Letters

Letters 01-19-2014

Cancerous Costs My heart goes out to all those dealing with cancer. Sadly, I think the truth is we will never see a cure for cancer as long as treatment for cancer is so lucrative. True story: A friend had monthly cancer treatments…$8,000 per treatment for roughly 2 1/2 years.

My Favorite Opinions Betsy Coffia tackles vital but challenging local issues and does her research; her clear thinking and writing about Michigan’s stuggles with gas and oil agendas, both hidden and manipulative tactics, takes brave digging below the surface!

You Own Your Health January 29th, 2007 was the day I made the decision to lose weight and get healthy. The rules on how to do this were always in front of me but I didn’t want to listen to them. Gradually, at the rate of two pounds per month, I lost 45 pounds and have kept it off. My energy soared and a “new me” emerged from the ashes.

Dirty Money Redux Grant Parsons’ opinion piece highlights the serious issues with the recent Inman campaign. While Ms. Coffia took the high road with her campaign of “She Can’t Be Bought” — not accepting money from PAC’s, Lobbyists or Special Interest Groups, Mr. Inman decided to take the low road using substantial outside funding in the final weeks of the campaign. When I received the first negative post card against Ms. Coffia I called Mr. Inman’s campaign HQ to ask where the money was coming from - and the person answering said, “I don’t know.”

Defending Our Law Enforcement I address this note to the “cartoonist” responsible for fostering lies about law enforcement. To your readers, please look at the facts before making ignorant presumptions.

Now Who’s Ridiculing Drilling? Remember when conservatives advocated for “Drill, baby, drill?” And how the left ridiculed the idea? Hmm, the silence is deafening...


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Letters

- January 17th, 2011
Mental illness & Arizona
Let’s stop being afraid of the subject matter of mental health.
Just because a mental disease can show itself in an overt, scary way –
as recently shown in Arizona – it does not mean we should run. It is
a disease. Like all of the hundreds of diseases that human beings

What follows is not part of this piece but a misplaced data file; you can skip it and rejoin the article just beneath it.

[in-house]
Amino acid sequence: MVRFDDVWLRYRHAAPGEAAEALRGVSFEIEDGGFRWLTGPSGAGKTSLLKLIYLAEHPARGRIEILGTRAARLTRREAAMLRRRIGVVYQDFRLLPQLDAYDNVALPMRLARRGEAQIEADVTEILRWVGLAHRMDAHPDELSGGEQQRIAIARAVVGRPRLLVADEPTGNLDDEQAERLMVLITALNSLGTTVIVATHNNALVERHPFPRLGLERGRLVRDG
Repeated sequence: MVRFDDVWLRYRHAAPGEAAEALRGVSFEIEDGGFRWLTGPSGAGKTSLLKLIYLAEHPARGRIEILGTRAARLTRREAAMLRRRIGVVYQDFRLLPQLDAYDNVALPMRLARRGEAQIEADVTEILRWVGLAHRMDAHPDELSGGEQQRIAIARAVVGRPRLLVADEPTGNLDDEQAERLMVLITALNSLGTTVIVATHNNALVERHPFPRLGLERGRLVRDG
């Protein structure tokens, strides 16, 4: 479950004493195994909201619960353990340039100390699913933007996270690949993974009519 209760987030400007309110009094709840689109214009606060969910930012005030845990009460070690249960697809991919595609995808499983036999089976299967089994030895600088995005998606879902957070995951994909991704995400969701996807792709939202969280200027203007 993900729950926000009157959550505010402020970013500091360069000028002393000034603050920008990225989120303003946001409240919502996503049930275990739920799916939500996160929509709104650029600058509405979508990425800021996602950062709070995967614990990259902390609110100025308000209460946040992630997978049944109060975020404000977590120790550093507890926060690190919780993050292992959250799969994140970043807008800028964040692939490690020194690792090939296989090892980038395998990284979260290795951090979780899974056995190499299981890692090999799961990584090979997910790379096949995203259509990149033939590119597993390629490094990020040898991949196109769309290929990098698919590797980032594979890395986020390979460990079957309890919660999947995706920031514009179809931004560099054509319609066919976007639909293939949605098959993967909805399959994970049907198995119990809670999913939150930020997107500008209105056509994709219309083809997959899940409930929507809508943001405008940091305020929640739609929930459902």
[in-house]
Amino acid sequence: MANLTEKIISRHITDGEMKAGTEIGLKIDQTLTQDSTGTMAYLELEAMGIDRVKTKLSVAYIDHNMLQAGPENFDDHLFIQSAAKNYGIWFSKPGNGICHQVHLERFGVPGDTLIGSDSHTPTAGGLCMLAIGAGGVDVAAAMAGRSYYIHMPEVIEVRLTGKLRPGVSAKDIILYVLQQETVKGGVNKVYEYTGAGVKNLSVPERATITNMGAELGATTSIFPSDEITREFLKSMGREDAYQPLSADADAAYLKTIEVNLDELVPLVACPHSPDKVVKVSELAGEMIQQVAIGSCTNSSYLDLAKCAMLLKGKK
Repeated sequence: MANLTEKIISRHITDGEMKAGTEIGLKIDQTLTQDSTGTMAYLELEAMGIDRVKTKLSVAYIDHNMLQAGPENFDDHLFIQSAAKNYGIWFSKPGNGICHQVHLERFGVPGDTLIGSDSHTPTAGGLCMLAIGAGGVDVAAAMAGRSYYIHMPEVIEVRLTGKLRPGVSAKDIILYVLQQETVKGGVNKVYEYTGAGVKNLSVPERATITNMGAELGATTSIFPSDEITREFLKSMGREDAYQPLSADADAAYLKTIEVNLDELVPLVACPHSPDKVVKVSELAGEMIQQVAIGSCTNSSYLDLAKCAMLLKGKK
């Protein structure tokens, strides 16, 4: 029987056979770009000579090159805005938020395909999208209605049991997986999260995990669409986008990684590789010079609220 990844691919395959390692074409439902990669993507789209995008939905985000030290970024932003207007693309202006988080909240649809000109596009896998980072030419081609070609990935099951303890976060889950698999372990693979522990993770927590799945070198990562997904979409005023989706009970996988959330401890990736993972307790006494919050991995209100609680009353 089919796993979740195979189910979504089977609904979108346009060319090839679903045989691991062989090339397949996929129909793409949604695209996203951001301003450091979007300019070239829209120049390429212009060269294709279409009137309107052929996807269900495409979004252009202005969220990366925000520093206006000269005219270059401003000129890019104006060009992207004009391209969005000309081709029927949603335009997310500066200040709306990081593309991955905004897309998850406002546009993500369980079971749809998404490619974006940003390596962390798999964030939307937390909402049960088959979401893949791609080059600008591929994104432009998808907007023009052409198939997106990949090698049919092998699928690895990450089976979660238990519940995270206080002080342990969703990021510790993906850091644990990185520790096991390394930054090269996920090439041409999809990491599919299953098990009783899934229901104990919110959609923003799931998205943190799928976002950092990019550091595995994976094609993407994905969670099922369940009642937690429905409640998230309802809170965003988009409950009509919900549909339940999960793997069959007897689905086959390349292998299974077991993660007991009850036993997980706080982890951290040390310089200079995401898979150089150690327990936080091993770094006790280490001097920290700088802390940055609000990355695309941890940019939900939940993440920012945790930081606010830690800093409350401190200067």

suffer, it has a biological, physical and emotional cause. We just
need to do a lot more work to really identity mental illnesses. It is
one of the major medical areas still not fully explored.
What can each of us do? First, if you or a family member seem to
be mentally suffering, just go to your doctor and talk. Keep asking
questions, read up on it as much as possible. Don’t be afraid, don’t
ignore the situation and don’t let it fester. Second, try very hard to
keep it in a balanced state. Balance is the key for diabetes,
hypertension, etc. Third, philanthropic people, gear up. City,
state and national telethons like Jerry Lewis’s MD drive are needed to
garner huge funding for mental health research - more activated brain
scans, post-autopsy brain pathology and sociological studies.
We all have suffered from disease. Mental disease sufferers have
suffered longer. Let’s put our American wherewithal into it.
Remember, truth will always give light to the darkness.

Jill Rahrig Bourdon • via email

Our brothers‘ protector
Cartoonist Walt Kelly first used the saying, “We have met the enemy
and he is us” in 1970 on a poster for Earth Day. I have come to
understand something like that in “we have met the terrorist and they
live among us.”
Time after time we are dumbfounded by the horrific actions of our
fellow man. Once again someone has chosen to become what can only be
described as a home grown terrorist.
In recent history here and throughout the world one person, or a
group, have planned and instituted such levels of indiscriminate
violence that their actions can only be seen as terrorism. Don’t fool
yourself; a harsh military response or the actions of a bully are
forms of terrorism.
As a nation we must come to grips with the fact that if someone is
willing to give up their life to harm you, then they will do so no
matter what level of security is in place. Our nation’s intelligence
community is tasked and challenged to protect us from terrorist
actions from outside our boarders. But it is the everyday citizen who
needs to be alert for the potential domestic terrorists who live and
move among us.
We must become observant within our own communities. We need to
meet our neighbors and try to become aware of how they feel about us,
others, and the community. We must be willing to question behavior
that falls outside the norm. We are not just our brother’s keeper but
our brother’s protector as well. To not question activity that is
clearly violent in thought, practice, and deed is to allow the fuse of
violence to burn inevitably toward an explosive situation.

Michael MacCready • via email


Correction
A website was incorrectly listed in a recent letter on family
farms. The correct website is www.MichiganFamilyFarms.com.

 
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